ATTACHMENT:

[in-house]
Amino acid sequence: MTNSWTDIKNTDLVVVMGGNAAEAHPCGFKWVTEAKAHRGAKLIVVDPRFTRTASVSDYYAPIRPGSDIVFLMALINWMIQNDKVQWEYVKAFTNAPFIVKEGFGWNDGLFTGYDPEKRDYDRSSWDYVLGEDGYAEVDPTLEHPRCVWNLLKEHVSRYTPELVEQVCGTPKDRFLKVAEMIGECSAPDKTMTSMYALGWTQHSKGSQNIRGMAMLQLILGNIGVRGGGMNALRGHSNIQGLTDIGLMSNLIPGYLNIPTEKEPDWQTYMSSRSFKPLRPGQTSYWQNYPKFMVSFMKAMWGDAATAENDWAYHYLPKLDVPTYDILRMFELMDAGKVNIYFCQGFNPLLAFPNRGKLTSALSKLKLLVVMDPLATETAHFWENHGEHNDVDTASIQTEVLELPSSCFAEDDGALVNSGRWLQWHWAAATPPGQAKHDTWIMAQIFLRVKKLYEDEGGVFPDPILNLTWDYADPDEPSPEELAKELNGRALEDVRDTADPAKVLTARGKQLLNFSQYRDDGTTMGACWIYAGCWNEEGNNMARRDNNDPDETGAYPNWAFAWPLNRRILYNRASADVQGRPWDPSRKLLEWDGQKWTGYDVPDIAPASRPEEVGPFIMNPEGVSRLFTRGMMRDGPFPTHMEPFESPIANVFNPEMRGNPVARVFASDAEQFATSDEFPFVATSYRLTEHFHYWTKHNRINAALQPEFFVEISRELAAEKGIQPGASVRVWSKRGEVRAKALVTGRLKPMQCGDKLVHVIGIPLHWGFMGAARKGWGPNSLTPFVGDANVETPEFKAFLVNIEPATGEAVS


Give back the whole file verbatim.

[in-house]
Amino acid sequence: MTNSWTDIKNTDLVVVMGGNAAEAHPCGFKWVTEAKAHRGAKLIVVDPRFTRTASVSDYYAPIRPGSDIVFLMALINWMIQNDKVQWEYVKAFTNAPFIVKEGFGWNDGLFTGYDPEKRDYDRSSWDYVLGEDGYAEVDPTLEHPRCVWNLLKEHVSRYTPELVEQVCGTPKDRFLKVAEMIGECSAPDKTMTSMYALGWTQHSKGSQNIRGMAMLQLILGNIGVRGGGMNALRGHSNIQGLTDIGLMSNLIPGYLNIPTEKEPDWQTYMSSRSFKPLRPGQTSYWQNYPKFMVSFMKAMWGDAATAENDWAYHYLPKLDVPTYDILRMFELMDAGKVNIYFCQGFNPLLAFPNRGKLTSALSKLKLLVVMDPLATETAHFWENHGEHNDVDTASIQTEVLELPSSCFAEDDGALVNSGRWLQWHWAAATPPGQAKHDTWIMAQIFLRVKKLYEDEGGVFPDPILNLTWDYADPDEPSPEELAKELNGRALEDVRDTADPAKVLTARGKQLLNFSQYRDDGTTMGACWIYAGCWNEEGNNMARRDNNDPDETGAYPNWAFAWPLNRRILYNRASADVQGRPWDPSRKLLEWDGQKWTGYDVPDIAPASRPEEVGPFIMNPEGVSRLFTRGMMRDGPFPTHMEPFESPIANVFNPEMRGNPVARVFASDAEQFATSDEFPFVATSYRLTEHFHYWTKHNRINAALQPEFFVEISRELAAEKGIQPGASVRVWSKRGEVRAKALVTGRLKPMQCGDKLVHVIGIPLHWGFMGAARKGWGPNSLTPFVGDANVETPEFKAFLVNIEPATGEAVS